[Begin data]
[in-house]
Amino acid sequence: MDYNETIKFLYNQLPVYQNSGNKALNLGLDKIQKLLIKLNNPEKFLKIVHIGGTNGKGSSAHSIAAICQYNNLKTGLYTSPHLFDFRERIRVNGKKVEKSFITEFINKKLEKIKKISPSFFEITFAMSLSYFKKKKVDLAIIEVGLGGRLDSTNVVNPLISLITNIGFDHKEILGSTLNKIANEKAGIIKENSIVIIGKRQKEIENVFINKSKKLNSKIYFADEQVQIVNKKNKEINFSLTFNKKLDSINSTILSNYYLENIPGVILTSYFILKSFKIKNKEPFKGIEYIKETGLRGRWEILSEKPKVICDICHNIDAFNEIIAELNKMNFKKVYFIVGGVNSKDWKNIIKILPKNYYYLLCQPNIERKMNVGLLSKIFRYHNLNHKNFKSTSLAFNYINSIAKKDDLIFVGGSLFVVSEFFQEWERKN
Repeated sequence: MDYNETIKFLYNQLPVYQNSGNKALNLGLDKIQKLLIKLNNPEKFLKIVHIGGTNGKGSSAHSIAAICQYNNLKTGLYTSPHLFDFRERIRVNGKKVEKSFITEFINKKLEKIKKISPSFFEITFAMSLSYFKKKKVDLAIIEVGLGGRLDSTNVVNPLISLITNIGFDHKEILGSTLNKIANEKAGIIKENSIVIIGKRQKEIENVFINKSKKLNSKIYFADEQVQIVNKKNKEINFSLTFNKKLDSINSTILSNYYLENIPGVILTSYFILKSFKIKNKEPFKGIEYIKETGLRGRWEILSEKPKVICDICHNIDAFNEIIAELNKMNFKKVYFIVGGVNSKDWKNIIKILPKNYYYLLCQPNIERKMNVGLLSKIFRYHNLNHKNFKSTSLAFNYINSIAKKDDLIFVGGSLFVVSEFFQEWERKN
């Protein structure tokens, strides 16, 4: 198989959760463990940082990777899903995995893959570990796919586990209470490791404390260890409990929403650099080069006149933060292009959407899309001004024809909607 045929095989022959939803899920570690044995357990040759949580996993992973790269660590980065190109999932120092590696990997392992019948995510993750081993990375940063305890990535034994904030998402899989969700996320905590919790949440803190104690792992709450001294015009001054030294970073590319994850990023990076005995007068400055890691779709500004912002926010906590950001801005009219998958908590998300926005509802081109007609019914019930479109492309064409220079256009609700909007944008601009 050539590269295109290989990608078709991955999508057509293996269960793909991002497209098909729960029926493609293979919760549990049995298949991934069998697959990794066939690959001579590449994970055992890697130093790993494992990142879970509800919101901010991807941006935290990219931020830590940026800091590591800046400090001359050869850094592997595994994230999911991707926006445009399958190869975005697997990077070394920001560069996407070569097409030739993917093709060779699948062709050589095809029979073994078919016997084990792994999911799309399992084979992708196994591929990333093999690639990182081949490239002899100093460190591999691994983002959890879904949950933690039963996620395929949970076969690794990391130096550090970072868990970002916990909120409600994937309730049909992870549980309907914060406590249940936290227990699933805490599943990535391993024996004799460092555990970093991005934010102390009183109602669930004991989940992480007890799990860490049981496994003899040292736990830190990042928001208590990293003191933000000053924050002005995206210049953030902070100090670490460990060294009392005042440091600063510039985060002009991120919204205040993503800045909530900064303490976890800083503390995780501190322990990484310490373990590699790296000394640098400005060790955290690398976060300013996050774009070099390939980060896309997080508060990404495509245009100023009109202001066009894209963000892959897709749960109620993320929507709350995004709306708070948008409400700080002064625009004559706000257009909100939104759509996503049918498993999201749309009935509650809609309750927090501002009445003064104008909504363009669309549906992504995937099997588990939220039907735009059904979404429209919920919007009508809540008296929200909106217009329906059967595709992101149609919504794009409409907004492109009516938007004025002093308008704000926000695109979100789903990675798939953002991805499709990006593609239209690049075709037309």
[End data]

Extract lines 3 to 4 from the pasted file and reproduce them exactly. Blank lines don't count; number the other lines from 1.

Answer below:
Repeated sequence: MDYNETIKFLYNQLPVYQNSGNKALNLGLDKIQKLLIKLNNPEKFLKIVHIGGTNGKGSSAHSIAAICQYNNLKTGLYTSPHLFDFRERIRVNGKKVEKSFITEFINKKLEKIKKISPSFFEITFAMSLSYFKKKKVDLAIIEVGLGGRLDSTNVVNPLISLITNIGFDHKEILGSTLNKIANEKAGIIKENSIVIIGKRQKEIENVFINKSKKLNSKIYFADEQVQIVNKKNKEINFSLTFNKKLDSINSTILSNYYLENIPGVILTSYFILKSFKIKNKEPFKGIEYIKETGLRGRWEILSEKPKVICDICHNIDAFNEIIAELNKMNFKKVYFIVGGVNSKDWKNIIKILPKNYYYLLCQPNIERKMNVGLLSKIFRYHNLNHKNFKSTSLAFNYINSIAKKDDLIFVGGSLFVVSEFFQEWERKN
């Protein structure tokens, strides 16, 4: 198989959760463990940082990777899903995995893959570990796919586990209470490791404390260890409990929403650099080069006149933060292009959407899309001004024809909607 045929095989022959939803899920570690044995357990040759949580996993992973790269660590980065190109999932120092590696990997392992019948995510993750081993990375940063305890990535034994904030998402899989969700996320905590919790949440803190104690792992709450001294015009001054030294970073590319994850990023990076005995007068400055890691779709500004912002926010906590950001801005009219998958908590998300926005509802081109007609019914019930479109492309064409220079256009609700909007944008601009 050539590269295109290989990608078709991955999508057509293996269960793909991002497209098909729960029926493609293979919760549990049995298949991934069998697959990794066939690959001579590449994970055992890697130093790993494992990142879970509800919101901010991807941006935290990219931020830590940026800091590591800046400090001359050869850094592997595994994230999911991707926006445009399958190869975005697997990077070394920001560069996407070569097409030739993917093709060779699948062709050589095809029979073994078919016997084990792994999911799309399992084979992708196994591929990333093999690639990182081949490239002899100093460190591999691994983002959890879904949950933690039963996620395929949970076969690794990391130096550090970072868990970002916990909120409600994937309730049909992870549980309907914060406590249940936290227990699933805490599943990535391993024996004799460092555990970093991005934010102390009183109602669930004991989940992480007890799990860490049981496994003899040292736990830190990042928001208590990293003191933000000053924050002005995206210049953030902070100090670490460990060294009392005042440091600063510039985060002009991120919204205040993503800045909530900064303490976890800083503390995780501190322990990484310490373990590699790296000394640098400005060790955290690398976060300013996050774009070099390939980060896309997080508060990404495509245009100023009109202001066009894209963000892959897709749960109620993320929507709350995004709306708070948008409400700080002064625009004559706000257009909100939104759509996503049918498993999201749309009935509650809609309750927090501002009445003064104008909504363009669309549906992504995937099997588990939220039907735009059904979404429209919920919007009508809540008296929200909106217009329906059967595709992101149609919504794009409409907004492109009516938007004025002093308008704000926000695109979100789903990675798939953002991805499709990006593609239209690049075709037309």